Gunsalus, A. C., & Nelly, K. R., (2001). Korean cultural influences on the millon clinical†† multiaxial inventory-III. Journal of Mental Health Counseling, 23(2), pp. 151-162.
The role of culture is of great importance when a counselor undergoes the task of personality assessment.† The authors define culture as ďthe accumulation of behavioral patterns, attitudes, and symbols of individuals over timeĒ (Gunsalus & Kelly, 2001, p. 152).† Personality traits are thus shaped and molded by the relative culture that sets guidelines and rules for behavioral development.†
††††††††††† The authors mention that the Millon Clinical Multiaxial Inventory III (MCMI-III) is one of the more valid and popular tests used to assess personality.† However, one aspect of the MCMI-III that has not been validated is how the test accounts for diverse cultural groups.† The authorsí research topic is focused on how the Korean culture influences scores on the MCMI-III.
† ††††††††† The authors were able to find only two articles that discussed Korean personality assessment.† Both studies found that Koreanís scored higher than normative samples on such things as the Depression and Schizophrenia scales on the MMPI-2 and the Lie and Neuroticism scales on the Eysenck Personality Questionaire (Han, 1996; Eysenck & Lee, 1985).† These findings show that perhaps culture it to blame for the consistently divergent scores between normative samples and Koreans. The authors contend it is imperative that researchers examine if similar biases might be found within the MCMI-III; if so, assessments made may be the result of cultural factors, not deviant or maladaptive personalities.
††††††††††† Millon theorized that personality can be understood by examining three bipolar dimensions:† self-other, passive-active and pleasure-pain (Strack, 1994).† Each personality type is made up of a combination of the three dimensions.† Millonís theory can also be extended to include the variances that occur as a function of culture.† In the self versus other dimension, much data supports the notion that culture will dictate heavily where an individual lies on the dimension.† This is known as the collectivism (Eastern) versus individualism (Western) debate.† A collectivist is more likely to be high in ďotherĒ qualities, which, from a Western view, would suggest a personality that lacks assertiveness.† The second dimension is passive versus active.† Some cultures are more likely to change slowly and act in more accommodating styles (passive).† Others are more akin to a society that changes rapidly and in dynamic fashion (active).† The final dimension is pain versus pleasure.† Some culture use pain to regulate behavior, while other utilize benevolence.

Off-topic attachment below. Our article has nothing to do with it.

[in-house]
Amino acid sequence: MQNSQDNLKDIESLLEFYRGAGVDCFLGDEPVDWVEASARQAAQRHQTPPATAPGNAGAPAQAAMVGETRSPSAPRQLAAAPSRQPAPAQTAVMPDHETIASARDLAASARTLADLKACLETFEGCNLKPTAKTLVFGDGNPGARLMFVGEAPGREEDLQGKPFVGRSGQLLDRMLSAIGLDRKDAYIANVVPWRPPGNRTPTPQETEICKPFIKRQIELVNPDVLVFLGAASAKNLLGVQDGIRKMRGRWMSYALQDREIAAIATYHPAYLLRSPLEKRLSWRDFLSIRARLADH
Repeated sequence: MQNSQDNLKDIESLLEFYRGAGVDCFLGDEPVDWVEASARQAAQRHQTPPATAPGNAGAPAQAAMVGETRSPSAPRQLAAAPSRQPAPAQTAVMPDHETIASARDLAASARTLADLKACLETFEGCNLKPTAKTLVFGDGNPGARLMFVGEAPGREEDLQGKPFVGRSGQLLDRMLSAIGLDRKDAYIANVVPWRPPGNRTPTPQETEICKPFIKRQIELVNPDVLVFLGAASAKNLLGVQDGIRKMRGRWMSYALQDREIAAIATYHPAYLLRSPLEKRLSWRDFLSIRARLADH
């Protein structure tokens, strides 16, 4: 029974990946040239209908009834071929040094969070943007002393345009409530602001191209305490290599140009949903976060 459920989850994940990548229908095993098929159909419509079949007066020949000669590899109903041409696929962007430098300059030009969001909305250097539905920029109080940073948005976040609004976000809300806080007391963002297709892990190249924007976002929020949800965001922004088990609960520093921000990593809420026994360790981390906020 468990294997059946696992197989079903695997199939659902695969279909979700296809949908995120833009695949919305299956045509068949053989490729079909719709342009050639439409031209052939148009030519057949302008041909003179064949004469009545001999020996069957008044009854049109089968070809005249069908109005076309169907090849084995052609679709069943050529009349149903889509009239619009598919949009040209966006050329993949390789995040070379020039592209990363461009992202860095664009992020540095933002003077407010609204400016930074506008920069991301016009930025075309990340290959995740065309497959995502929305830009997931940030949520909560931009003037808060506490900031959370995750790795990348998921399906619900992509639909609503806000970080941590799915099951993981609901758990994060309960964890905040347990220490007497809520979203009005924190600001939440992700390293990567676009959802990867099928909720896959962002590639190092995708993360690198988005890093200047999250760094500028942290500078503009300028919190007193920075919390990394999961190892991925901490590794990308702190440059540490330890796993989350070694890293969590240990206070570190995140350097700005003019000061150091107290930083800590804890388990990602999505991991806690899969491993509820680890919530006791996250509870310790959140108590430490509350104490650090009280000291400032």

††††††††††† The authors contend that Koreans come from a culture that is high in other and passive tendencies (because of lack of research, the authors omitted any examination of the pain-pleasure dimension).† Because of this, the hypothesis is that Koreans will score higher on the Dependant and Compulsive scales on the MCMI-III.
††††††††††† The participants were 147 students from a university in
††††††††††† The MCMI-III has 24 scales, including 11 clinical personality disorder (e.g. Avoidant), three personality pathology (e.g. Borderline), seven clinical syndromes (e.g. Anxiety), and three sever clinical syndromes (e.g. Thought Disorder).† The test-retest reliability ranges from .82 to .96.† Because the test was standardized on a psychiatric population, clinicians must be weary when diagnosing a non-clinical population with the MCMI-III.†
††††††††††† The Independent variable was culture and the dependant variable was scores on the MCMI-III.
††††††††††† Results were obtained using a MANOVA.† The first hypothesis was supported; Koreans scored significantly higher than Americans on the Dependant scale.†† There was no significant difference on the Compulsive scale.
††††††††††† The most salient thing implied by the study that a universal model for assessment is not possible when there are different cultural norms present.† Therefore, counselors should be careful when assessing first and second generation Koreanís, realizing that other and passive qualities were important in their home culture.††††††††
Korean Cultural Influences on the Millon Clinical Multiaxial Inventory III
A. Background of Study
1. Korean culture and the Millon Multiaxial Inventory III
B. Empirical Findings
1. Eyseneck and Lee (1985)
2. Han (1996)
3. Choca et al., (1992)
4. Walters, Greene, Jeffrey, Kruzich, & Haskin (1983)
II. Overview of Millonís Personality Theory
A. 3 Bipolar Dimensions
B. Millon and Davis (1996)
III. Extension of Millonís Theory to the Sociocultural Level
A. Escovar (1997)
B.† Self vs. Other
1. Collectivists give high priority to maintaining good relationships therefore; they are likely to suppress negative communications and to tell others what they want to hear in order to avoid negative feelings and conflicts (Triandis, 1994).
C. Passive vs. Active
1. Some cultural groups have a passive orientation and prefer to preserve their environment and change slowly, while other groups have an active orientation that leads to a more dynamic and rapidly changing society.
D. Pain vs. Pleasure
1. A Preference for enhancing life and experiencing pleasure or for preserving life and avoiding pain
IV. Millonís Personality Theory and Koreans
A. Escovarís (1997) extension of the Millonís theory was used to categorize Korean culture on 2 of the 3 bipolar dimensions
1. A collectivist orientation is reflected in the personality profiles of Koreans
2. The Korean personality profile will reflect a passive orientation
1. 147 students from a major university in Seoul, Korea
D. Independent Variable
A. The results support the first hypothesis, but not the second
A. Implications, Future studies
B. Limitations/Problems with the study